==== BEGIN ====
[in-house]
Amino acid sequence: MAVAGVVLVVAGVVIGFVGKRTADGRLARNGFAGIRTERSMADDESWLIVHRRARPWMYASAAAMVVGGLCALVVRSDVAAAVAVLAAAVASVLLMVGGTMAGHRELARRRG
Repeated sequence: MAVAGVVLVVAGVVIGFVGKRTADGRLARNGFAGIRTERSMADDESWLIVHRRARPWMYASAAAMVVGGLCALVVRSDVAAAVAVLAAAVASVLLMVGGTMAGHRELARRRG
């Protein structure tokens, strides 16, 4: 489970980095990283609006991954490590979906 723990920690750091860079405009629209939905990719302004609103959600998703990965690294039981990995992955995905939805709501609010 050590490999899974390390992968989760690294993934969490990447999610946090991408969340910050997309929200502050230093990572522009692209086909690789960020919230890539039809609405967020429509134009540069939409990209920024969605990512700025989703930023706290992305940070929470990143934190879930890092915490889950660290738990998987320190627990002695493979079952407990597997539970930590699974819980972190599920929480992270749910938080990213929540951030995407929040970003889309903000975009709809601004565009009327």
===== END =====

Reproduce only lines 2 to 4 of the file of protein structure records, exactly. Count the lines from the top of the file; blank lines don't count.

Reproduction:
Amino acid sequence: MAVAGVVLVVAGVVIGFVGKRTADGRLARNGFAGIRTERSMADDESWLIVHRRARPWMYASAAAMVVGGLCALVVRSDVAAAVAVLAAAVASVLLMVGGTMAGHRELARRRG
Repeated sequence: MAVAGVVLVVAGVVIGFVGKRTADGRLARNGFAGIRTERSMADDESWLIVHRRARPWMYASAAAMVVGGLCALVVRSDVAAAVAVLAAAVASVLLMVGGTMAGHRELARRRG
């Protein structure tokens, strides 16, 4: 489970980095990283609006991954490590979906 723990920690750091860079405009629209939905990719302004609103959600998703990965690294039981990995992955995905939805709501609010 050590490999899974390390992968989760690294993934969490990447999610946090991408969340910050997309929200502050230093990572522009692209086909690789960020919230890539039809609405967020429509134009540069939409990209920024969605990512700025989703930023706290992305940070929470990143934190879930890092915490889950660290738990998987320190627990002695493979079952407990597997539970930590699974819980972190599920929480992270749910938080990213929540951030995407929040970003889309903000975009709809601004565009009327």